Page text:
Voters will head to the polls for the first primaries of 2010 today in Illinois, where a Senate race and a few competitive House races have been overshadowed by intraparty bickering in the gubernatorial contest.
State Treasurer Alexi Giannoulias (D) and Rep. Mark Kirk (R) are expected to win their respective primary contests for President Barack Obama’s former Senate seat, but according to public polling released a week ago, the number of undecided voters is still quite high.
Tom Jensen, the director of Public Policy Polling, said he thought the undecided voters would break for the frontrunners, Giannoulias and Kirk, because those are the more familiar names in the race.
“I think that you’ll see most of the undecideds move towards the frontrunners,— Jensen said. “I wouldn’t be surprised to see Alexi even in the mid-40s, Kirk, I think could win with at least 60 percent.—
There’s no doubt that Kirk’s standing in the primary is more certain than Giannoulias’, and the question is not whether the GOP Congressman will win the nomination, but rather by how much. If Kirk breaks 65 percent or 70 percent today, he will be able to claim he has serious momentum in the race.
But on Monday, the Democratic Senatorial Campaign Committee set the expectations much higher for Kirk in a memo: “Given there has been no consolidation of Kirk’s five primary opponents, we expect them to split any anti-Kirk vote with a maximum vote getting capacity of 20 percent; leaving Kirk with the potential to earn 80 percent of the GOP vote,— the memo reads. “For historical context with a similar dynamic, Jim Edgar trounced Jack Roeser in 1994 with 75 percent of the primary vote.—
Brian Walsh, a spokesman for the National Republican Senatorial Committee, blasted the DSCC’s public relations offensive.
“If the Democrats’ bar for candidates to avoid the loser’ label is 80 percent, then I look forward to hearing what they’ll have to say about their own nominee in Illinois on Wednesday morning,— Walsh said. “Clearly this isn’t a very forward-thinking spin effort. The reality is that Republicans have a real pickup opportunity in the president’s backyard this November, thanks to the Democrats’ tainted record of corruption and ethical lapses in Illinois.—
On the Democratic side, it’s not out of the realm of possibility that former Chicago Inspector General David Hoffman could win the Senate primary. Giannoulias had some bad publicity leading up to the primary because regulators have recently raised serious questions about the management of his family’s local bank, which was one of the biggest bullet points on Giannoulias’s résumé when he ran for state treasurer four years ago. If Giannoulias breaks 40 percent today or has more than a single-digit lead over any of his opponents, it will have to be considered a solid performance.
But Hoffman, who has run on a reform platform, may be gaining. A Public Policy Poll, which featured similar results to other public polls last week, gave Giannoulias the lead with 32 percent, followed by Hoffman with 20 percent. Former Chicago Urban League President Cheryle Robinson Jackson had 18 percent, and about 27 percent of the voters were undecided. A little-known fourth Democrat in the poll, attorney Jacob Meister, dropped out over the weekend and endorsed Giannoulias.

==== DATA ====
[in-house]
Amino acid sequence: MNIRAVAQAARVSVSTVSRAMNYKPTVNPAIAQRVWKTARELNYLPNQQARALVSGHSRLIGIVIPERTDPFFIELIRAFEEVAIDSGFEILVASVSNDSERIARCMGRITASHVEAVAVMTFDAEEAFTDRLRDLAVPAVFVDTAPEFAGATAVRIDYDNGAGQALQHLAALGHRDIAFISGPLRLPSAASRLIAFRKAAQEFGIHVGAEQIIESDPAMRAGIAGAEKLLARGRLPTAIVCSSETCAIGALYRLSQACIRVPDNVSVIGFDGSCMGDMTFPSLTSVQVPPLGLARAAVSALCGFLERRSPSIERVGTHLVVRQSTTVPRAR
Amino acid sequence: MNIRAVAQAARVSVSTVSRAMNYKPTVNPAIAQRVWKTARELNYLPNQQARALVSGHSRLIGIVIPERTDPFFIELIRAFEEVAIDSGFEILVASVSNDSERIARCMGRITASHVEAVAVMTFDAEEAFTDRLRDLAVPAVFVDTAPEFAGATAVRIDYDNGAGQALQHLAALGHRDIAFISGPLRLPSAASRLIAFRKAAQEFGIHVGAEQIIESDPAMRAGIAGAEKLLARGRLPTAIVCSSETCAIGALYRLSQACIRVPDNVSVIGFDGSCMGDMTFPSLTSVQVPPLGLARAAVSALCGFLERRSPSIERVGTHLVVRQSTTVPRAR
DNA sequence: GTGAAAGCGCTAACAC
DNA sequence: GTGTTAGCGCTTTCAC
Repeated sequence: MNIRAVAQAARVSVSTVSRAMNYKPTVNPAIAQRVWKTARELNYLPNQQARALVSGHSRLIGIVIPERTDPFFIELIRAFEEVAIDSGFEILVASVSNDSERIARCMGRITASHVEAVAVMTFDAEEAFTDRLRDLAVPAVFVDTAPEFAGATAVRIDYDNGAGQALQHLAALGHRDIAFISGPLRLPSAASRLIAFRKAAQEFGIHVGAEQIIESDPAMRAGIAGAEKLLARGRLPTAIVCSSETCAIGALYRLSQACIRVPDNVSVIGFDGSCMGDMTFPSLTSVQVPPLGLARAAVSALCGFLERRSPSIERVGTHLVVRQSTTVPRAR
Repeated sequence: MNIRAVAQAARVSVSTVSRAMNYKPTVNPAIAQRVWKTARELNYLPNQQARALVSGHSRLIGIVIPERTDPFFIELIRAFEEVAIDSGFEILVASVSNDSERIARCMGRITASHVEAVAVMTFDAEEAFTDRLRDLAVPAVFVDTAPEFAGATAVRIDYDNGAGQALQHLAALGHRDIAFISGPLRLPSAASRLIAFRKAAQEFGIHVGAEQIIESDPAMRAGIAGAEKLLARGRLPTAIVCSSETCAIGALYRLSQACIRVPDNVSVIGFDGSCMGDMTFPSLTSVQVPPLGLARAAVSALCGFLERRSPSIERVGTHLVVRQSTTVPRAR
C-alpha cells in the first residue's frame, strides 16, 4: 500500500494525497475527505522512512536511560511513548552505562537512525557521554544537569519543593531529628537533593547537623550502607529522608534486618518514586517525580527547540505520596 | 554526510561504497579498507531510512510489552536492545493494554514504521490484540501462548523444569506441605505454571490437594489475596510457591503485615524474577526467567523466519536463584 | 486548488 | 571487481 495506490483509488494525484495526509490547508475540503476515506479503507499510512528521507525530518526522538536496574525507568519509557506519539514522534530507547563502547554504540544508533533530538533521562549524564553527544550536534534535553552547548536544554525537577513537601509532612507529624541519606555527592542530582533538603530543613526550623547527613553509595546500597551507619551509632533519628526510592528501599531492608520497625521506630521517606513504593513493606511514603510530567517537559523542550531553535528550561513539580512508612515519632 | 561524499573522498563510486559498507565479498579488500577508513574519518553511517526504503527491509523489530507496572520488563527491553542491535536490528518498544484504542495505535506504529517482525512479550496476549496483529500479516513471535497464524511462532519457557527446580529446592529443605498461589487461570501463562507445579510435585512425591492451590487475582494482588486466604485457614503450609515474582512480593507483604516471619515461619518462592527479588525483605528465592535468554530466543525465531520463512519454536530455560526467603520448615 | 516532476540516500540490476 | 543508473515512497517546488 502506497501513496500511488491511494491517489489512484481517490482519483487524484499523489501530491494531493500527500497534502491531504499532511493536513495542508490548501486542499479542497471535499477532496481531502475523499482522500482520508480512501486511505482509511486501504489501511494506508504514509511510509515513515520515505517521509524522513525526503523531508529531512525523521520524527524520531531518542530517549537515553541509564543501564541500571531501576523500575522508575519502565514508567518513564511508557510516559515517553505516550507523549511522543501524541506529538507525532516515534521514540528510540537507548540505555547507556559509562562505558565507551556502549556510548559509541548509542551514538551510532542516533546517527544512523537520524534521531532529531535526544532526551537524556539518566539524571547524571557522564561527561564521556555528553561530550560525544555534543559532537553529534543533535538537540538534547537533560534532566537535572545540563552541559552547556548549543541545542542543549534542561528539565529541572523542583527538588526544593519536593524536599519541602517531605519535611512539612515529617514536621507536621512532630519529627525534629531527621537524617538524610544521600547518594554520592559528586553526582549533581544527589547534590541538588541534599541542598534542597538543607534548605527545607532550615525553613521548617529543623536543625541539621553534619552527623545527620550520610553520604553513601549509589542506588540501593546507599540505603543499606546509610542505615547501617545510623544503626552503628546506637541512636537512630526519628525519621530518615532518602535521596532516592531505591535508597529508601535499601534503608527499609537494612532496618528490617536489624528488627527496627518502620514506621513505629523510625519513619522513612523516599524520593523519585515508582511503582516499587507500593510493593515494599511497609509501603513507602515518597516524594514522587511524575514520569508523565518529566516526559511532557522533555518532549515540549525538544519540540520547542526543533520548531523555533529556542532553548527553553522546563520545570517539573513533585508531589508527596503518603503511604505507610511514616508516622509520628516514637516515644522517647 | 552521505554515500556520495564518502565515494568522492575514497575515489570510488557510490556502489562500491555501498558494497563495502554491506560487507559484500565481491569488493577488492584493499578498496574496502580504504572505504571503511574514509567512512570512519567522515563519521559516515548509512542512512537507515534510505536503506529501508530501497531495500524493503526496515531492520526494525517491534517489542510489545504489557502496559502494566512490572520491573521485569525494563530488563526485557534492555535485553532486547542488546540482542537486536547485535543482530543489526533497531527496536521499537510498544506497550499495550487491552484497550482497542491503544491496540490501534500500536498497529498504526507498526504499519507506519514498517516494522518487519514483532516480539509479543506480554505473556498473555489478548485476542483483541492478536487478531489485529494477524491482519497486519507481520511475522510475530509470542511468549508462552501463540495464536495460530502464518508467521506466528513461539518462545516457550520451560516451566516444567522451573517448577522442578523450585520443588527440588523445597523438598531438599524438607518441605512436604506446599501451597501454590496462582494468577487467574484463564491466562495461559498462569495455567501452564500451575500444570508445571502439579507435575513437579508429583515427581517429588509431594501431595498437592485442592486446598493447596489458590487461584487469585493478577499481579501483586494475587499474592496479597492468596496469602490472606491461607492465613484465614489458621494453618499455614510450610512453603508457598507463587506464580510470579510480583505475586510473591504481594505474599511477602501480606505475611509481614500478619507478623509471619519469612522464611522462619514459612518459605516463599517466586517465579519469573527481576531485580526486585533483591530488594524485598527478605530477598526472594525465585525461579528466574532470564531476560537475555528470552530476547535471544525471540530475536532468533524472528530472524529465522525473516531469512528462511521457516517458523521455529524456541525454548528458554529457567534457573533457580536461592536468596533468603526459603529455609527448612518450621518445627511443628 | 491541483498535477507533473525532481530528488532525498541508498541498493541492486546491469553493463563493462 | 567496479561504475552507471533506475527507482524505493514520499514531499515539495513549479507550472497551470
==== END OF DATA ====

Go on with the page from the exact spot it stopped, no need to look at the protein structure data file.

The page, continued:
The same poll gave Kirk the Republican primary lead with 43 percent and had real estate developer Patrick Hughes at 9 percent, several other candidates with less than 5 percent and 39 percent undecided.
Both Democrats and Republicans, however, emphasized that the Senate race has been significantly overshadowed by contentious gubernatorial primaries in both parties. Illinois voters and politicians appear to have a special interest in the gubernatorial race after disgraced former Gov. Rod Blagojevich (D) was ejected from office last year because he allegedly tried to sell the vacant Senate seat, among other ethical charges.
The gubernatorial candidates in both parties have been sucking up airtime in Illinois, leaving little time or space for Congressional candidates to break through the noise. Jensen said polling showed that Illinois voters are far more familiar with the gubernatorial candidates.
“I think they’re just getting drowned out,— Jensen said. “It’s just one of those situations where there’s just so much going on, those that are new to the political situation in Illinois ... it makes it hard to break through.—
It’s a similar case for the candidates running the competitive primaries for Kirk’s open House seat in the wealthy North Shore suburbs of Chicago. The district covers part of the expensive Chicago media market, where many of the gubernatorial candidates have dominated the airwaves.
In the Democratic primary, the 10th district nomination fight is between well-funded state Rep. Julie Hamos and marketing consultant Dan Seals, who has the benefit of name identification from his 2006 and 2008 bids against Kirk. Even though Seals did not run any television advertisements, he may still have the upper hand in the primary because of the short campaign season.
Three Republican candidates are looking to succeed Kirk: State Rep. Beth Coulson, and businessmen Dick Green and Bob Dold are contending for the GOP primary. Given that neither Green nor Dold have run before in the district, the race is difficult to predict.
Outside Chicago, two Republicans are vying for the nomination and the chance to challenge Rep. Bill Foster (D). Attorney Ethan Hastert, the son of former Speaker Dennis Hastert (R), and state Sen. Randy Hultgren are running for the GOP nomination. Hastert, however, is expected to have the upper hand because of his father’s name identification.
The polls open at 6 a.m. and close at 7 p.m. in Illinois, which is on Central Standard Time.